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Urgent CRT question

  1. Feb 13, 2005 #1
    Our Physics review sheet includes two questions involving "accelerating voltage", "deflecting voltage", and "screen deflection", which are involved with Cathode Ray Tubes. The chapter on this in the book basically outlined what one was and how it worked, but it did not make use of any of these terms and I'm at a loss at how to solve the problems.

    One of them is:
    An accelerating voltage of 750 V produces a screen deflection of 4.2 cm on a CRT. If the deflecting voltage is kept constant but the accelerating voltage is increased to 1000 V, what will the deflection become?

    There appear to be two voltages to keep track of, and so none of my equations seem to apply here. Would someone please explain to me what to do?
     
  2. jcsd
  3. Feb 14, 2005 #2

    dextercioby

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    What's the formula giving the deflection on the screen...?

    Daniel.
     
  4. Feb 14, 2005 #3
    The book gives none, and it's not on our equations sheet.
     
  5. Feb 14, 2005 #4

    dextercioby

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    That's weird.You could compute it,if one knew the geometry of the figure (how the (plane plates) capacitor is situated and how the particles enter the area with the deflecting field...

    Sorry.I cannot help.

    Daniel.
     
  6. Feb 14, 2005 #5
    Is it possible that the Electric field remains constant, and therefore I could solve it via:
    [tex]E = \frac{V}{D}[/tex]

    [tex]\frac{750}{.042} = \frac{1000}{D}[/tex]

    [tex]D = .056m[/tex]?
     
  7. Feb 14, 2005 #6

    dextercioby

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    How could you prove that proportionality...?

    Daniel.
     
  8. Feb 14, 2005 #7
    If the electric field is constant in a Cathode Ray Tube, which I'm guessing it could mean by stating that "the deflecting voltage is kept constant", then would I need to?
     
  9. Feb 14, 2005 #8

    dextercioby

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    Okay,have it your way.Check the answer and if it is correct,then it's okay.

    Daniel.
     
  10. Feb 14, 2005 #9
    I'm sorry if I caused any offense... I was trying to explain my reasoning. Can you think of another way to do this with basic Electrostatics equations?
     
  11. Feb 14, 2005 #10

    dextercioby

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    On a second thought,your answer is wrong.I could give the justification,based on physical arguments.If the accleration potential is larger,then the initial velocity is bigger and the time the particle spends between the plates of the capacitor is smaller,therefore the deviation is smaller.
    Ergo,it's the other way around...The deflection decreases...

    Daniel.
     
  12. Feb 14, 2005 #11

    dextercioby

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    I just did.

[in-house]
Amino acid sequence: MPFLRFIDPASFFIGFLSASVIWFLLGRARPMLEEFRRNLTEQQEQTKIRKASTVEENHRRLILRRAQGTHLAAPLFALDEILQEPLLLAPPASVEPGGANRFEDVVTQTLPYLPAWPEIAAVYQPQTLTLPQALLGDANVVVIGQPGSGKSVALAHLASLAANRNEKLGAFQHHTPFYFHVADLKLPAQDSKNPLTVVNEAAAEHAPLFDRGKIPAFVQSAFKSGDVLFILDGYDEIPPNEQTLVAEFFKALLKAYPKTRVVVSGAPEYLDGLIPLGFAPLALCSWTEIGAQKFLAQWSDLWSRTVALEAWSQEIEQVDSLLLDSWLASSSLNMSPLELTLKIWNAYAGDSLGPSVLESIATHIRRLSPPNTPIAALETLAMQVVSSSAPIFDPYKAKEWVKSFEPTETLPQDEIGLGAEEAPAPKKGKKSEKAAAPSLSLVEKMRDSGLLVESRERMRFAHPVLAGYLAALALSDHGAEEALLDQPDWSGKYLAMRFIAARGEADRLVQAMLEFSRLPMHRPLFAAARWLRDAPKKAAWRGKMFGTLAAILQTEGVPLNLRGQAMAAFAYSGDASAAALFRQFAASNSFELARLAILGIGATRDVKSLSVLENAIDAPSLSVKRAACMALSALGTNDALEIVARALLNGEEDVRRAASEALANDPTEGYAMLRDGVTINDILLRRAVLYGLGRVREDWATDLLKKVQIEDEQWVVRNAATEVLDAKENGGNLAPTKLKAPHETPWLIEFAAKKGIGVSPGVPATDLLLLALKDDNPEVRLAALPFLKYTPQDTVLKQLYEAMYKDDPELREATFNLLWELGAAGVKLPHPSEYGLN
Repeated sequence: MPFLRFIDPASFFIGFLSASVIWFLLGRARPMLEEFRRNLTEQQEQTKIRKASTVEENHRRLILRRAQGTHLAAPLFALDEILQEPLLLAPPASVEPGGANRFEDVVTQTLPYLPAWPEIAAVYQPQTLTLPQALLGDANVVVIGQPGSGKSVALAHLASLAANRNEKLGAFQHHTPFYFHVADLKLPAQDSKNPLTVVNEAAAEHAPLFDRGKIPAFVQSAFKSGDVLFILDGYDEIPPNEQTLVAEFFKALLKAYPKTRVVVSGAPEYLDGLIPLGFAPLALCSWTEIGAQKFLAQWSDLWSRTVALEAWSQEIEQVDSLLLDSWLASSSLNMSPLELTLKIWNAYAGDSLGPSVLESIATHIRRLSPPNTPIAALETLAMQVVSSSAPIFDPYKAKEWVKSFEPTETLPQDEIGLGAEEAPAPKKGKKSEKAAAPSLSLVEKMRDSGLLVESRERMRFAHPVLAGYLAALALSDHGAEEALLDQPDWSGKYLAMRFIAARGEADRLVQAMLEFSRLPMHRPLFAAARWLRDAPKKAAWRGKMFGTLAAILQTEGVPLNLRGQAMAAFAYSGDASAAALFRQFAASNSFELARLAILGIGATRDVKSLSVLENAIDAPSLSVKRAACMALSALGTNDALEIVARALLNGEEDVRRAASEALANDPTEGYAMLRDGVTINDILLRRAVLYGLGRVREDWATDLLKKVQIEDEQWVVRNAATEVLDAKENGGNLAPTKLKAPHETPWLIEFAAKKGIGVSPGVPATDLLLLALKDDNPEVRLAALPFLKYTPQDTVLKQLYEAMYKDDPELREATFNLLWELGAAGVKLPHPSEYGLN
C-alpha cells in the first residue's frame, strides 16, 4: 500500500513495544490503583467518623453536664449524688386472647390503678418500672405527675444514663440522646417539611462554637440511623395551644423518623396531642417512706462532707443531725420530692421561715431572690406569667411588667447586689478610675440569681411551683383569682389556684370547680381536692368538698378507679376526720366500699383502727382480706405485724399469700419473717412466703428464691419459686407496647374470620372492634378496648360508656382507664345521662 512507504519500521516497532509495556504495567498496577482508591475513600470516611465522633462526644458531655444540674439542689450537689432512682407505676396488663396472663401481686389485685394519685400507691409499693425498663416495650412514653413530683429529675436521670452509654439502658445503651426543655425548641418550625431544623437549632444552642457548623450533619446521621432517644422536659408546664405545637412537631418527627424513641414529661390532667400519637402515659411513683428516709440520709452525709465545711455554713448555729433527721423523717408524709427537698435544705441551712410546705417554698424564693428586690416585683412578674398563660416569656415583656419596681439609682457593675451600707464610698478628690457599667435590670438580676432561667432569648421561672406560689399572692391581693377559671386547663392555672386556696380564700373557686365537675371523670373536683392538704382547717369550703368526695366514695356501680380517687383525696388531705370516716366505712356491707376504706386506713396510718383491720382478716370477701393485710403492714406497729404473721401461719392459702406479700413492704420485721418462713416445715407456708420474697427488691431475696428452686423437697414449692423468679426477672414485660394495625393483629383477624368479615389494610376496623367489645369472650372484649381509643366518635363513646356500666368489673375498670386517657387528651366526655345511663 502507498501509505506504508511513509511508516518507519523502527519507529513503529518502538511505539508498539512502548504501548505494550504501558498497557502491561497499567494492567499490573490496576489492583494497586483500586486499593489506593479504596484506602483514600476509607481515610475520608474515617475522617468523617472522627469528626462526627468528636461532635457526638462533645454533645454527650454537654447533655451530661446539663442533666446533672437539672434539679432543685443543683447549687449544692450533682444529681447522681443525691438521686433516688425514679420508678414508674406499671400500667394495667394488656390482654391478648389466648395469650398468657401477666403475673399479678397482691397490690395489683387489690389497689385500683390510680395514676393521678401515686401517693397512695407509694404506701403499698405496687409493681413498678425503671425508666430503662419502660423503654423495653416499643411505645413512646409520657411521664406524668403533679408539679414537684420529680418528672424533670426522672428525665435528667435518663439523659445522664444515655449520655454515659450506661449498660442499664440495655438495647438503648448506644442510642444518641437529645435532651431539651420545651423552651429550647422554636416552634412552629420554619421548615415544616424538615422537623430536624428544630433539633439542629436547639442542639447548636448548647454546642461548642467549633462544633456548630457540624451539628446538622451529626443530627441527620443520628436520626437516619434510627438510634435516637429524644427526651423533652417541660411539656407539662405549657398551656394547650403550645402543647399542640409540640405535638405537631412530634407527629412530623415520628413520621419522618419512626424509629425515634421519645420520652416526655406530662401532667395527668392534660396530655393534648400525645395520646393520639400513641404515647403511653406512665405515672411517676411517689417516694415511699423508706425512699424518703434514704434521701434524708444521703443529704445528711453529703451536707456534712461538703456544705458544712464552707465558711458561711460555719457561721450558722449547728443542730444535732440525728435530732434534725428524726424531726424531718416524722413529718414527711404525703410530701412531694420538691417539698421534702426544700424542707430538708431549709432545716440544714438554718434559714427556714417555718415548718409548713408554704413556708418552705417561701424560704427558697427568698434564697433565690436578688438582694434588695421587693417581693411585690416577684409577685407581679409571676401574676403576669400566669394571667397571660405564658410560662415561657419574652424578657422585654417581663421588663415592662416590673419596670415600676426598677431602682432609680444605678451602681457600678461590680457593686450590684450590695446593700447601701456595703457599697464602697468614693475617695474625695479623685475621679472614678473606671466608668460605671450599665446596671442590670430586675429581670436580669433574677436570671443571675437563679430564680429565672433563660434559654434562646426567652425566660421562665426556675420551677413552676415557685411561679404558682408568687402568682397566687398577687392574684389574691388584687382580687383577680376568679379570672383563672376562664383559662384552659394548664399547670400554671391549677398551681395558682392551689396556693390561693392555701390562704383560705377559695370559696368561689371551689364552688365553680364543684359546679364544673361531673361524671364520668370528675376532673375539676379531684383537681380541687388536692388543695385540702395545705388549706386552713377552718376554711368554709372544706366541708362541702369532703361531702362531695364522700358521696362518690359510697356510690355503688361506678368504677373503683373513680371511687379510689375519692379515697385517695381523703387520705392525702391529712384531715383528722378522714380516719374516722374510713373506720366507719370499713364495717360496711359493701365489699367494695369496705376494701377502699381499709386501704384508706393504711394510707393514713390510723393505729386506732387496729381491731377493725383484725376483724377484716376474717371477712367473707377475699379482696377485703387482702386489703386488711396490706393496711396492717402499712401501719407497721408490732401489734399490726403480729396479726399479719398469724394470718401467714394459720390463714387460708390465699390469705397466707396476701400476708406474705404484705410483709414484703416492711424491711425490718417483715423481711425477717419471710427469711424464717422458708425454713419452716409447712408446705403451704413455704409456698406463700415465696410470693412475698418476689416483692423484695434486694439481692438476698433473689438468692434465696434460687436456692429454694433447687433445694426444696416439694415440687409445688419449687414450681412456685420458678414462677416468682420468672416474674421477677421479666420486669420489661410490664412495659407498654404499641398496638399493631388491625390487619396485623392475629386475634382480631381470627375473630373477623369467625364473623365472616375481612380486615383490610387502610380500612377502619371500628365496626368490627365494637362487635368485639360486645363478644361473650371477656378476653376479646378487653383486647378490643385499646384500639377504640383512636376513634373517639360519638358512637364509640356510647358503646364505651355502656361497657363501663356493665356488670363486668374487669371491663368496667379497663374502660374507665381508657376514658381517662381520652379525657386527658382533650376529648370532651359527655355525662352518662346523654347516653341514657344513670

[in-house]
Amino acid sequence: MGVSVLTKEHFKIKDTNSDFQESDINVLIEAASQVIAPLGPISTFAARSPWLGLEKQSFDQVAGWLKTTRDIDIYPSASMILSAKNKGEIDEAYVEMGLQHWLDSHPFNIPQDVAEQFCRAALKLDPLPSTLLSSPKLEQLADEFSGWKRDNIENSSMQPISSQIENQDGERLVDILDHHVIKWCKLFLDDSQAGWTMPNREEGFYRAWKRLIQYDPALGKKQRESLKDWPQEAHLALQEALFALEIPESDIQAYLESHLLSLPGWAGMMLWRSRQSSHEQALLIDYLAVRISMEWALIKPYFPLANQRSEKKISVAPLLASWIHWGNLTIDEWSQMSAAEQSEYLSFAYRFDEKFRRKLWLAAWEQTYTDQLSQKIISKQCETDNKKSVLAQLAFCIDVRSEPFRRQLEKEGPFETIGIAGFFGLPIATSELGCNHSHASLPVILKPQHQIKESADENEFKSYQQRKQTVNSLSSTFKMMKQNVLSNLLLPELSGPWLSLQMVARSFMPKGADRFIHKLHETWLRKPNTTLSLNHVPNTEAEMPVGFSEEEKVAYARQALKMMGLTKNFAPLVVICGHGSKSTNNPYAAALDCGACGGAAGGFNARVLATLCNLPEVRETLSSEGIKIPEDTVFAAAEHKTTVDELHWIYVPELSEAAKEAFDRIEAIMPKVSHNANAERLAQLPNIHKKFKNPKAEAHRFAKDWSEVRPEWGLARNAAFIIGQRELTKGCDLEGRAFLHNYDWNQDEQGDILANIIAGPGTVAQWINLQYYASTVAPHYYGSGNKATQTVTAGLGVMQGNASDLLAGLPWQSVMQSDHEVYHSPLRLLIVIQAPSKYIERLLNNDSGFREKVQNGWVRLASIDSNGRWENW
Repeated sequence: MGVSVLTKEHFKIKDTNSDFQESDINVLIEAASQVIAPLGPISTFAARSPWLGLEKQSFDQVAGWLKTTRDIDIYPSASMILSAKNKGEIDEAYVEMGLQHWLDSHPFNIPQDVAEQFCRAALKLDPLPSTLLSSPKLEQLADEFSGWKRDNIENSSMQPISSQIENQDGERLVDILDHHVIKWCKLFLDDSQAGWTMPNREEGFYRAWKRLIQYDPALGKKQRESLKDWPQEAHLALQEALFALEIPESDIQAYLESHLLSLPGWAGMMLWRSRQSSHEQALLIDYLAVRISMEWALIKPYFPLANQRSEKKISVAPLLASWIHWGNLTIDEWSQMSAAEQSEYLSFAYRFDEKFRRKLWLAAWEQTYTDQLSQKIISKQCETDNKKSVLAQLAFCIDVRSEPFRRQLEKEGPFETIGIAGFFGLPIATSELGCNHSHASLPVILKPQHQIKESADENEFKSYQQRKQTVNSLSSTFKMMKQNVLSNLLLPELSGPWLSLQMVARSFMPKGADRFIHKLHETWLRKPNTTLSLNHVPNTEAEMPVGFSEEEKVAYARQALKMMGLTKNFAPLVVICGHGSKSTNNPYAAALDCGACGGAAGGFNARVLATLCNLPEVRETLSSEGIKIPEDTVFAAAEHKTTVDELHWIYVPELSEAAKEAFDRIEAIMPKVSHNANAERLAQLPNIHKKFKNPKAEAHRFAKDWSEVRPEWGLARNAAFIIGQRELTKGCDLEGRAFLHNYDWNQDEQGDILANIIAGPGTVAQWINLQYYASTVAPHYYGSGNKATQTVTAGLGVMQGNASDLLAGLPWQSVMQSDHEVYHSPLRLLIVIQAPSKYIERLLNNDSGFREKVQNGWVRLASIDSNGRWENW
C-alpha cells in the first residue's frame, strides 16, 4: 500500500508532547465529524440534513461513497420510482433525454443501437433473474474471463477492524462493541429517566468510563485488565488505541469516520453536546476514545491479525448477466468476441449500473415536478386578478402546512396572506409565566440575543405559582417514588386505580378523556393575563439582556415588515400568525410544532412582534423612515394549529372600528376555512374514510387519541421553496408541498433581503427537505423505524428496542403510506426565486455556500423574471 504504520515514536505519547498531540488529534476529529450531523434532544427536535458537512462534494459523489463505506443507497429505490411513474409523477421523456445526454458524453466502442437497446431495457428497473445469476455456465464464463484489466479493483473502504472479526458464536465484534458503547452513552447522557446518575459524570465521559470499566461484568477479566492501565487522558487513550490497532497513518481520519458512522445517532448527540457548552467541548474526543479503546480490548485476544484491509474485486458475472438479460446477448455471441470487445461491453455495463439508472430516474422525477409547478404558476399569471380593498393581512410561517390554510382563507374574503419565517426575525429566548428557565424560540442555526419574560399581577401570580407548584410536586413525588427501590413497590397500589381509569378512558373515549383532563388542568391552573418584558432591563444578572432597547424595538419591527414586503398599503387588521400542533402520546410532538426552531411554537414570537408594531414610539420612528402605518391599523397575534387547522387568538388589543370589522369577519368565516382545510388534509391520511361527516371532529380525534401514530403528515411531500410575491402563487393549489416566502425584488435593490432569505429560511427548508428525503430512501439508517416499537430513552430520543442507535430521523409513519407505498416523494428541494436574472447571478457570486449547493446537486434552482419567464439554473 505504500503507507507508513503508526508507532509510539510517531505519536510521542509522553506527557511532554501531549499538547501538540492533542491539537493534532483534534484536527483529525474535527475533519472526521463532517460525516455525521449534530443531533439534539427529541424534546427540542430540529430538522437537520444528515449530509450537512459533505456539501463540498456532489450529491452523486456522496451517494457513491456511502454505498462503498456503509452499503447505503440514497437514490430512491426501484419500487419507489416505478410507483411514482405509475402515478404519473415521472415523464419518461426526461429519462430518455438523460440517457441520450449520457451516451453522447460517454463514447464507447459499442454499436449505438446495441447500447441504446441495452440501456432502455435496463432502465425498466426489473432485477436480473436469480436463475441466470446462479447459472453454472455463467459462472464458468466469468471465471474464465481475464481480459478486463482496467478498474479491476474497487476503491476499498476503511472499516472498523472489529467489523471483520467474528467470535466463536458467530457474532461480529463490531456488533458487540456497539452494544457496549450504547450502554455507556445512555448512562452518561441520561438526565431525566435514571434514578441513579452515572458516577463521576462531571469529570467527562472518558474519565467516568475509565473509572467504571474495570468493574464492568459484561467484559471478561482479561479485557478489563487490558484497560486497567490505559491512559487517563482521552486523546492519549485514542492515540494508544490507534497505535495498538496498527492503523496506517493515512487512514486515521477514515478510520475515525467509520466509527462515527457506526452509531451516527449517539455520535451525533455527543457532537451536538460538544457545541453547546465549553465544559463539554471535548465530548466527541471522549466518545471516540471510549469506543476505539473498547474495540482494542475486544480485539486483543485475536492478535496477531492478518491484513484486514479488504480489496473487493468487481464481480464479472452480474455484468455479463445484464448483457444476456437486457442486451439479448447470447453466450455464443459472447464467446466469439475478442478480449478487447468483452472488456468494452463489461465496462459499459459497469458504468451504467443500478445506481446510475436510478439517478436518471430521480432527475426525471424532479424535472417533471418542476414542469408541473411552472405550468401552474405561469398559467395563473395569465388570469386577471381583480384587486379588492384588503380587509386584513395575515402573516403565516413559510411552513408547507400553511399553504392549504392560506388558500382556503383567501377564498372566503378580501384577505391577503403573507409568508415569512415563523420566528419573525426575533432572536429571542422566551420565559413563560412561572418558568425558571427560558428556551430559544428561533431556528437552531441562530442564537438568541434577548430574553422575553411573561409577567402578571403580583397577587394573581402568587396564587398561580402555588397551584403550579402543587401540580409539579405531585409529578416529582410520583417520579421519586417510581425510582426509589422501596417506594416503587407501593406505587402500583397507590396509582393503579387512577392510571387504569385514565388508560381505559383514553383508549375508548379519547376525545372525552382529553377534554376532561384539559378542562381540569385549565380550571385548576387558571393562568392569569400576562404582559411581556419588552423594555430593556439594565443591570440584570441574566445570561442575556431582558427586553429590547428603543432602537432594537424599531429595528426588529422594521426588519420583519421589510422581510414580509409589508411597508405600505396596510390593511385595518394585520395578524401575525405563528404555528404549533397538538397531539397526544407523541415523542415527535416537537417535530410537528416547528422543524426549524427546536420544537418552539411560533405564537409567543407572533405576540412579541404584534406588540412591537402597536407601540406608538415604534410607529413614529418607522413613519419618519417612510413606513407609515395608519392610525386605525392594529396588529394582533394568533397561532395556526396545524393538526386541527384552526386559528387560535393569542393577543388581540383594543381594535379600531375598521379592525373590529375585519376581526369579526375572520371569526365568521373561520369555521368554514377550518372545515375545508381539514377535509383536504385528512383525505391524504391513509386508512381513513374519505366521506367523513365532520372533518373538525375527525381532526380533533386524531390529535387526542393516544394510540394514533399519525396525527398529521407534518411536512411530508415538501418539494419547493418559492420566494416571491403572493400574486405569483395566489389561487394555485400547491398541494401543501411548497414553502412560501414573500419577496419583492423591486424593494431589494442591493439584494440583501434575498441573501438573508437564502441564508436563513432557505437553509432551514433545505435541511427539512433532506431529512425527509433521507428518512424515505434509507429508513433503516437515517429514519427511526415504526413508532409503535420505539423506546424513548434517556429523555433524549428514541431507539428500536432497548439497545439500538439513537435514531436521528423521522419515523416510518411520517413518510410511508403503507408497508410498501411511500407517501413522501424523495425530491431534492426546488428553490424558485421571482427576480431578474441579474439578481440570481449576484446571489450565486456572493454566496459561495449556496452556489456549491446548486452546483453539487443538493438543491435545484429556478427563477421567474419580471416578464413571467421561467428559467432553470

Daniel.
     
  13. Feb 14, 2005 #12
    Well, please note that we've done absolutely nothing on Cathode Ray Tubes in class, and he didn't even tell us to read the one section in our book that mentions them(which doesn't help to solve this question), so I really can't follow you at all. The only thing that I'm looking for is an equation to solve the problem.
     
  14. Feb 14, 2005 #13

    dextercioby

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    I've said to use the same equation,but with reversed outcomes:
    [tex]D=\frac{0.042\times 750}{1000} [/tex]

    Daniel.
     
  15. Feb 14, 2005 #14

    pervect

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    Much of the intent seems almost clear to me. The accelerating voltage determines the velocity of the electrons.

    Most CRT's use magnetic deflection, but because the textook talks about "deflecting voltage", I'd assume that there is some constant E-fiield that deflects the electrons.

    The deflection distance is just how far the electrons move on the scrreen due to the deflection voltage, i.e. you measure the distance the spot on the screen moves when you remove the deflection voltage.

    Now, when you boost the accelerating voltage, you speed up the electrons, so they deflect less.

    The problem is that we don't know the region of space in which the E-fields are located that cause the deflection. Two different approximations come to mind

    1) The E-field is contant everywhere - this leads to a quadratic dependence of deflection on transit time. (Transit time is inversely proportional to velocity).

    2) The E-field is only present during the first part of the flight. The lateral velocity imparted will be inversely proportional to the time it takes to traverse the electrodes. If we ignore the deflection that occurs during the acutal transit of the electrodes and assume that it's small, the deflection will be proportional to the lateral velocity the electron has when it leaves the electrode region (we multiply the lateral velocity times the distance the electron travels after it leaves the deflection area.)


    I'd guess they problably want you to use case 2, and igonre the quadratic nature of the deflection that happens when th electron is actually moving between the charged deflecting plates. But this is just a guess.
     
  16. Feb 14, 2005 #15
    Turns out we hadn't done it yet. The equation he gave us was [tex]y = k\frac{V_d}{V_a}[/tex], with y being the screen deflection distance and k being [tex]\frac{1}{4} x \frac{L^2}{d}[/tex] with L being the length of the deflecting plates and d being the distance between them, though this question didn't require an in-depth understanding of k. Had nobody seen this equation before?
     
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